DoubleLine Capital’s bond guru Jeffrey Gundlach said it’s no mystery why U.S. Treasury yields are pegged lower despite evidence that inflation is rising in an economy trying to bounce back from a mind-numbing pandemic.
Talk to CNBC Half-time report On Thursday, Gundlach said the financial system remains inundated with liquidity – that is, willing buyers who appear eager to buy benchmark government debt, a factor that has been one of the main reasons of rising prices and yields as a result.
“The yields are so low because of all the liquidity in the system,” Gundlach told the business network.
The 10-year Treasury bill TMUBMUSD10Y,
was down about 1.32% Thursday afternoon after hitting about 1.7% just two months ago.
In theory, yields should be higher as the Federal Reserve has signaled that it plans to end its asset purchase program, which includes some $ 80 billion in treasury bills per month. The Fed’s quantitative easing, or QE, helped prop up financial markets during the worst disruptions caused by the pandemic last year.
But the prospect of halting QE and surging inflation, which erodes a bond’s fixed value, should trigger Treasury bill sales and push yields higher and prices lower.
Gundlach, however, said purchases from pension funds, foreign buyers and other investors remain strong and provide substantial support for lower yields, even as the Dow Jones Industrial Average DJIA,
the S&P 500 SPX index,
and the Nasdaq Composite COMP,
are trading near records.
Gundlach said that “banks are teeming with deposits” and this is creating dislocations in the areas of financial markets. Indeed, demand in the New York Federal Reserve’s overnight repo program (RRP) has started to flirt with record highs of around $ 1,000 billion.
The Fed’s reverse repo program allows qualifying institutions, such as banks and money market mutual funds, to park large sums of money overnight at the Fed, at a time when short term finance rate have fallen to next to nothing, and finding accommodation for money has become more difficult.
Repo transactions have absorbed some of the excess liquidity currently plaguing U.S. money market funds, which have been inundated with liquidity this year, market participants note.
Federal Reserve Chairman Jerome Powell told Senate lawmakers in a semi-annual report to Congress on Thursday that inflation came as a surprise to monetary policy makers.
“It’s a shock going through the system associated with reopening the economy, and it has pushed inflation well above 2%. And of course, we’re not comfortable with that, ”Powell said.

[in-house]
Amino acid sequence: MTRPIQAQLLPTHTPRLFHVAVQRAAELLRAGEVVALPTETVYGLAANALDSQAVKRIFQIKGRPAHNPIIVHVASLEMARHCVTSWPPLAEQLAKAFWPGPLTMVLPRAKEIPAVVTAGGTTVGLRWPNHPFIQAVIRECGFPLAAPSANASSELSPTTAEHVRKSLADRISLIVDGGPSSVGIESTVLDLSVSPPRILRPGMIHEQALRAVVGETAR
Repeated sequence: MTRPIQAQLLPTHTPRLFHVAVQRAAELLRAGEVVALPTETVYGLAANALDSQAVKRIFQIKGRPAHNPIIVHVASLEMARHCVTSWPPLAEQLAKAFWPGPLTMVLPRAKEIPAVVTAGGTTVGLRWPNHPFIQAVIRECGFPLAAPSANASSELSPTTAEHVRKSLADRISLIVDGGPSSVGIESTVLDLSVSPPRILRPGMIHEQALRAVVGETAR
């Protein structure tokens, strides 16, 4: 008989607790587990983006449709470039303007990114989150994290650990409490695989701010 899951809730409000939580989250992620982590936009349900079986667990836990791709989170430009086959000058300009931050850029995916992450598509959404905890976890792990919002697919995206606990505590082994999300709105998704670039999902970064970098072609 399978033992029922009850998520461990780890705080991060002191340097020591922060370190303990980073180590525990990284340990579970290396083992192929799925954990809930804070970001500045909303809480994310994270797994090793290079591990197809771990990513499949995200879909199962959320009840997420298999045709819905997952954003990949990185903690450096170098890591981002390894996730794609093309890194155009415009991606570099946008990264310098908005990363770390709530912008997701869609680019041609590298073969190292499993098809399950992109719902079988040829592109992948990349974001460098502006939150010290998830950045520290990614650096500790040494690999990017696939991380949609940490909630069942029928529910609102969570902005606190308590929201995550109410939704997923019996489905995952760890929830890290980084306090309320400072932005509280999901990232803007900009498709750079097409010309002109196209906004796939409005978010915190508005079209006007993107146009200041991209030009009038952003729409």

That said, Powell and other Fed officials called the price hike temporary, evidenced by the consumer price index rising 0.9% in June, the rate of inflation over of the 12 months ended in June rising from 5.4% to 5.4%, marking the fastest rise since 2008, when the CL.1 oil,
hit a record high of $ 150 per barrel.
Gundlach says pension funds aimed at investing cash provided by fiscal stimulus during the pandemic have increasingly turned to longer-term treasury purchases.
Yet despite the anomalies that are emerging in the market, the boss of DoubleLine said he was still a buyer of shares. “I think you can hold on,” he said, noting that he had reduced his cash levels and increased his holdings of stocks.
He said it made sense until the market got more clarity on future federal spending plans.
He said he didn’t think inflation was going to go away, but described a precarious situation for the US central bank that could remove its accommodative measures to curb inflation at the risk of seeing the still unstable labor market falter.
Gundlach said the Fed so far has already got one thing wrong: its definition of “transient.” He said policymakers initially described the term “transient” as one or two months, but that “now the term transitional is six to nine months.”
I think some Fed officials think this “inflation is going to stick around longer than they thought.”
“Jay Powell always wish, hope, pray that this [inflation thing] is fine, ”Gundlach said.
“The bond market seems to think the Fed is going to make a religion… about inflation,” he said.